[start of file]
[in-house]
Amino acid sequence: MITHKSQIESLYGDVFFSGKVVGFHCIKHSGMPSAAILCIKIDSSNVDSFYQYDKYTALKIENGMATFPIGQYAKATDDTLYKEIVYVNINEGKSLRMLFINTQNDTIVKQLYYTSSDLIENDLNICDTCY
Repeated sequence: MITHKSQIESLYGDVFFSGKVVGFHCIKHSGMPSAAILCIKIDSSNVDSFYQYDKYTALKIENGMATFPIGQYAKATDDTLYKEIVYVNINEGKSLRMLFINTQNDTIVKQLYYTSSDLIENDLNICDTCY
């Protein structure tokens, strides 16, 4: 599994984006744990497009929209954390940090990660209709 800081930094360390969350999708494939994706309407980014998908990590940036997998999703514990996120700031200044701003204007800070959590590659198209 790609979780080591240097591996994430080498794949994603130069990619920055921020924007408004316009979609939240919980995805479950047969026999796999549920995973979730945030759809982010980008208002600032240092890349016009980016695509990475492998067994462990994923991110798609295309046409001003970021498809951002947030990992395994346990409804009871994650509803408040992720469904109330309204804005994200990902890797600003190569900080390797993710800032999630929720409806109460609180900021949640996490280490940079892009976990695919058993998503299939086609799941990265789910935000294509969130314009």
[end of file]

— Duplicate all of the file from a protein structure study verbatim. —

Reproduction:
[in-house]
Amino acid sequence: MITHKSQIESLYGDVFFSGKVVGFHCIKHSGMPSAAILCIKIDSSNVDSFYQYDKYTALKIENGMATFPIGQYAKATDDTLYKEIVYVNINEGKSLRMLFINTQNDTIVKQLYYTSSDLIENDLNICDTCY
Repeated sequence: MITHKSQIESLYGDVFFSGKVVGFHCIKHSGMPSAAILCIKIDSSNVDSFYQYDKYTALKIENGMATFPIGQYAKATDDTLYKEIVYVNINEGKSLRMLFINTQNDTIVKQLYYTSSDLIENDLNICDTCY
């Protein structure tokens, strides 16, 4: 599994984006744990497009929209954390940090990660209709 800081930094360390969350999708494939994706309407980014998908990590940036997998999703514990996120700031200044701003204007800070959590590659198209 790609979780080591240097591996994430080498794949994603130069990619920055921020924007408004316009979609939240919980995805479950047969026999796999549920995973979730945030759809982010980008208002600032240092890349016009980016695509990475492998067994462990994923991110798609295309046409001003970021498809951002947030990992395994346990409804009871994650509803408040992720469904109330309204804005994200990902890797600003190569900080390797993710800032999630929720409806109460609180900021949640996490280490940079892009976990695919058993998503299939086609799941990265789910935000294509969130314009």